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He is also deficient in confidence; but his excessive fear in face of pain is more apparent. [11] The coward is therefore a despondent person, being afraid of everything; but the courageous man is just the opposite, for confidence belongs to a sanguine temperament. [12]

The coward, the rash man, and the courageous man are therefore concerned with the same objects, but are differently disposed towards them: the two former exceed and fall short, the last keeps the mean and the right disposition. The rash, moreover, are impetuous, and though eager before the danger comes they hang back at the critical moment; whereas the courageous are keen at the time of action but calm beforehand. [13]

As has been said then, Courage is the observance of the mean in relation to things that inspire confidence or fear, in the circumstances stated1; and it is confident and endures2 because it is noble to do so or base not to do so. But to seek death in order to escape from poverty, or the pangs of love, or from pain or sorrow, is not the act of a courageous man, but rather of a coward; for it is weakness to fly from troubles, and the suicide does not endure death because it is noble to do so, but to escape evil.8.

Such is the nature of Courage; but the name is also applied to five divergent types of character.

(1) First, as most closely resembling true Courage comes the citizen's courage.3 Citizen troops appear to endure dangers because of the legal penalties and the reproach attaching to cowardice, and the honors awarded to bravery; hence those races appear to be the bravest among which cowards are degraded and brave men held in honor. [2] It is this citizen courage which inspires the heroes portrayed by Homer, like Diomede and Hector: “ Polydamas will be the first to flout me;4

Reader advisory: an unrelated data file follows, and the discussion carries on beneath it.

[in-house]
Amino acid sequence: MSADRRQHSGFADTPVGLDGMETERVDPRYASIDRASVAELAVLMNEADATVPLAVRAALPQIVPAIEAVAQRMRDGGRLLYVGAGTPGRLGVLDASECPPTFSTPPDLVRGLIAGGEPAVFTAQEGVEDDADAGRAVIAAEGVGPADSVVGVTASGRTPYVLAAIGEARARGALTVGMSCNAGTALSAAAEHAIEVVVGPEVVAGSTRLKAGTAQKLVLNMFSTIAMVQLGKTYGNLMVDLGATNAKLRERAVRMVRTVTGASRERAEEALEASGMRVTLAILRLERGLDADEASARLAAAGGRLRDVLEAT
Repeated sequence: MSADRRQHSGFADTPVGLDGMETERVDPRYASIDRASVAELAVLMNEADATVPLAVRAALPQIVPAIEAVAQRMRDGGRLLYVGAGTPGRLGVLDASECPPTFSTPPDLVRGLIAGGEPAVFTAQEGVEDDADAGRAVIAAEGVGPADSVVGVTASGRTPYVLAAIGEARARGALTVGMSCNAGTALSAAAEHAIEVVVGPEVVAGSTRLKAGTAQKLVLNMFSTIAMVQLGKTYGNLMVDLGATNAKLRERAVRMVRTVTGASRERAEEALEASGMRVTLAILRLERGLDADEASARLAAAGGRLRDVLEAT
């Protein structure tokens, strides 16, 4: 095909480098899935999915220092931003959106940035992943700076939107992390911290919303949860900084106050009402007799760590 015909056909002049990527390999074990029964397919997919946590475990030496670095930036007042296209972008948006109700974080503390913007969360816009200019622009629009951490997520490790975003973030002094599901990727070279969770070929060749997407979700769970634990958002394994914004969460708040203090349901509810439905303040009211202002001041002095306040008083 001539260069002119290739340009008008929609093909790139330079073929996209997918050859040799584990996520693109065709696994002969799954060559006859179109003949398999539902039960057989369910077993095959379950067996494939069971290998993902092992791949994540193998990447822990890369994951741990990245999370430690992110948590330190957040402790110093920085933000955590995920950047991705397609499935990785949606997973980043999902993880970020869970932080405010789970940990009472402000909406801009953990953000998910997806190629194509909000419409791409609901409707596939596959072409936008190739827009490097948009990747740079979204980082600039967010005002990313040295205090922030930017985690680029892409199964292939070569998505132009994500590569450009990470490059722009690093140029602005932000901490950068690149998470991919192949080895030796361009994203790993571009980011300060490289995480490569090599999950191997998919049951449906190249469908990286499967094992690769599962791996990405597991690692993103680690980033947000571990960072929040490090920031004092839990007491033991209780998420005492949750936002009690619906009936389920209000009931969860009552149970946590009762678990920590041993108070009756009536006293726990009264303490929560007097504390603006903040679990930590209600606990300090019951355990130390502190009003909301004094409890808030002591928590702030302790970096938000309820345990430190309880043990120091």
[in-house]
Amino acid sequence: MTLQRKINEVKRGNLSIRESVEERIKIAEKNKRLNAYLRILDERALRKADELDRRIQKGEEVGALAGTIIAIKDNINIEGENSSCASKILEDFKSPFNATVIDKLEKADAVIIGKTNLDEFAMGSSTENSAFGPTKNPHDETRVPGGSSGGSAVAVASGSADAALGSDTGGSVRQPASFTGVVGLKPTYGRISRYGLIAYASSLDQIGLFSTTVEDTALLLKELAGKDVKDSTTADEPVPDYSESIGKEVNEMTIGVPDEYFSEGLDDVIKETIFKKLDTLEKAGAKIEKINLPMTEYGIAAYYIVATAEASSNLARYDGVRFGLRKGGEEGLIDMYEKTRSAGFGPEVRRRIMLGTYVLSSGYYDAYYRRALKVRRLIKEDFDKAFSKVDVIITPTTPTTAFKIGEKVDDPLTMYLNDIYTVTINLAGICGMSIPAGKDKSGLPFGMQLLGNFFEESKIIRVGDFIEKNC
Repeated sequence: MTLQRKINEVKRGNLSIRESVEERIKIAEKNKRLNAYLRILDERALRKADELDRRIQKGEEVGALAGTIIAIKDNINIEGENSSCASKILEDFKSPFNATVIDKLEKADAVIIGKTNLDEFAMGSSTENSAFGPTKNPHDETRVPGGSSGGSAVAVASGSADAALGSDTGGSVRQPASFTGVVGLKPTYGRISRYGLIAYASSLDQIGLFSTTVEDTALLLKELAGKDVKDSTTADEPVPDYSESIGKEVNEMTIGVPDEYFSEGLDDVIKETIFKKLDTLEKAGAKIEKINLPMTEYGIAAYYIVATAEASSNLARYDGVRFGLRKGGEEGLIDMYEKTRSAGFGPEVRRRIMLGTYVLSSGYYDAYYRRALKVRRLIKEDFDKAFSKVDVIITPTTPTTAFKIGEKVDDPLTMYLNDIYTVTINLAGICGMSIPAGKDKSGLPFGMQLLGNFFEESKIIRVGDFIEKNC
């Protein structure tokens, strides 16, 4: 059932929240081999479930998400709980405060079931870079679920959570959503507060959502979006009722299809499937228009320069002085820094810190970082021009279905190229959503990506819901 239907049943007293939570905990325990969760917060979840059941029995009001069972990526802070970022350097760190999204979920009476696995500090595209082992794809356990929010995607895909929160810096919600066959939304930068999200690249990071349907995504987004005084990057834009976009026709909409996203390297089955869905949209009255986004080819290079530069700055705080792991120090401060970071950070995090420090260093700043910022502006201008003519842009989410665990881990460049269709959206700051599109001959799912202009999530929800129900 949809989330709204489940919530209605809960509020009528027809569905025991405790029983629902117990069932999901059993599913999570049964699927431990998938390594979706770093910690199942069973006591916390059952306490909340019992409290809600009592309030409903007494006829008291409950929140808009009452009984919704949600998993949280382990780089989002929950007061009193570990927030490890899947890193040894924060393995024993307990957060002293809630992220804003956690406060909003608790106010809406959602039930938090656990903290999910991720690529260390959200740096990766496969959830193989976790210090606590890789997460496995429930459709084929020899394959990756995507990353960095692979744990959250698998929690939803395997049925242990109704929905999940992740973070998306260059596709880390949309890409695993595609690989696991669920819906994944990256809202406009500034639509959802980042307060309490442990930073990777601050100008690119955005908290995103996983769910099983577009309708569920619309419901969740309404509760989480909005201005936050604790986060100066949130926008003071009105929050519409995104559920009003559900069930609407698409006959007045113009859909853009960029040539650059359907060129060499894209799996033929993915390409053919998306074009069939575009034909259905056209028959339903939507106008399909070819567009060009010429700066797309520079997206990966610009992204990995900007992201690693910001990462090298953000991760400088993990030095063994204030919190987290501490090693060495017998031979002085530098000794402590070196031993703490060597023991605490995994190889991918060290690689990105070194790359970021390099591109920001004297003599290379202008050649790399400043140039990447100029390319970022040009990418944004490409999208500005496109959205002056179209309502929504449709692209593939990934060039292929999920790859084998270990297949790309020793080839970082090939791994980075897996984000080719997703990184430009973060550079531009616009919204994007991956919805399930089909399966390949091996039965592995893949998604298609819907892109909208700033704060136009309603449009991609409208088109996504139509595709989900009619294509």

” and Diomede says “ Hector will make his boast at Troy hereafter:
“By me was Tydeus' son . . .”5

” [3]

This type of courage most closely resembles the one described before, because it is prompted by a virtue, namely the sense of shame,6 and by the desire for something noble, namely honor, and the wish to avoid the disgrace of being reproached. [4]

The courage of troops forced into battle by their officers may be classed as of the same type, though they are inferior inasmuch as their motive is not a sense of shame but fear, and the desire to avoid not disgrace but pain. Their masters compel them to be brave, after Hector's fashion: “ Let me see any skulking off the field—
He shall not save his carcase from the dogs!7

” [5]

The same is done by commanders who draw up their troops in front of them and beat them if they give ground,

1 See 6.10.

2 The mss. have ‘it chooses and endures.’

3 ‘Political courage’: Plato uses this phrase (Plat. Rep. 430c) of patriotic courage, based on training and ‘right opinion about what is terrible and what is not,’ and in contrast with the undisciplined courage of slaves and brute beasts. Elsewhere, on the other hand, he contrasts ‘popular and citizen virtue’ in general with the philosopher's virtue, which is based on knowledge.

4 Hom. Il. 22.100 ( Hector)—‘Alas, should I retire within the gates, Polydamas, . . .’

5 Hom. Il. 8.148—‘By me was Tydeus's son routed in flight Back to the ships.’

6 For this emotion see 2.7.14, 4.9.1, where it is said not to be, strictly speaking, a virtue.

7 Hom. Il. 2.391, but the words are Agamemnon's, and are slightly different in our Homer.

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hide References (3 total)
  • Commentary references to this page (3):
    • Sir Richard C. Jebb, Commentary on Sophocles: Oedipus at Colonus, 156
    • E.C. Marchant, Commentary on Thucydides: Book 2, 2.40
    • C.E. Graves, Commentary on Thucydides: Book 4, CHAPTER CXXIV
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